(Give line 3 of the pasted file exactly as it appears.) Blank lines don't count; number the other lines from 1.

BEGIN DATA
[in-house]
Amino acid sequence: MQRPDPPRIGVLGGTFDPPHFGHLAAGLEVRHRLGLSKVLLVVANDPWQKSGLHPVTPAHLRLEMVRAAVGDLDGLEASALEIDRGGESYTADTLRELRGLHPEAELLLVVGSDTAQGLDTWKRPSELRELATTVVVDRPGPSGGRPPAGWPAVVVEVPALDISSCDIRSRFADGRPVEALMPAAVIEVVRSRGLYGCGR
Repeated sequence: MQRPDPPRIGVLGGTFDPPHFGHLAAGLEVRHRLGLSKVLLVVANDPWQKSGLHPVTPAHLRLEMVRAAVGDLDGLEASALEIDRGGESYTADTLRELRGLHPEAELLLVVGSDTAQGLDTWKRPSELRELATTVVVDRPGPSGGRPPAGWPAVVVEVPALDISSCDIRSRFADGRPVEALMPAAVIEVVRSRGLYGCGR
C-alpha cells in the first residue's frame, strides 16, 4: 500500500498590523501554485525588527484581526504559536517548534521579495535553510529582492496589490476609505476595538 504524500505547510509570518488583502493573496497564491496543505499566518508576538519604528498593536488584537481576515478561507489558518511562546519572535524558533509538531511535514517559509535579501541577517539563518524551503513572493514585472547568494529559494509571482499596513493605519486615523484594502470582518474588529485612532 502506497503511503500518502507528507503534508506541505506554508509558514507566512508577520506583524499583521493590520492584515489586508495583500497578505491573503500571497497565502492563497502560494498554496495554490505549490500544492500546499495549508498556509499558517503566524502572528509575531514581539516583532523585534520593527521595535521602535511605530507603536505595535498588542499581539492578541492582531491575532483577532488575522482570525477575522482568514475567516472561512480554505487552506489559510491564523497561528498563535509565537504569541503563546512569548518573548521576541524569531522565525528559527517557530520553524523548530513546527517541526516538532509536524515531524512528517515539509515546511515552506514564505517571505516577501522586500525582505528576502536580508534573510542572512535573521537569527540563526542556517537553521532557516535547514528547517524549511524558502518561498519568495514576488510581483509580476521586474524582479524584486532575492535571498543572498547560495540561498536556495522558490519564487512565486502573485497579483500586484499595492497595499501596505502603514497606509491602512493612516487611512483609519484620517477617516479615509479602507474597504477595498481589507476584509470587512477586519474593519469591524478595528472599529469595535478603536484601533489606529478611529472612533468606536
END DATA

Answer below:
Repeated sequence: MQRPDPPRIGVLGGTFDPPHFGHLAAGLEVRHRLGLSKVLLVVANDPWQKSGLHPVTPAHLRLEMVRAAVGDLDGLEASALEIDRGGESYTADTLRELRGLHPEAELLLVVGSDTAQGLDTWKRPSELRELATTVVVDRPGPSGGRPPAGWPAVVVEVPALDISSCDIRSRFADGRPVEALMPAAVIEVVRSRGLYGCGR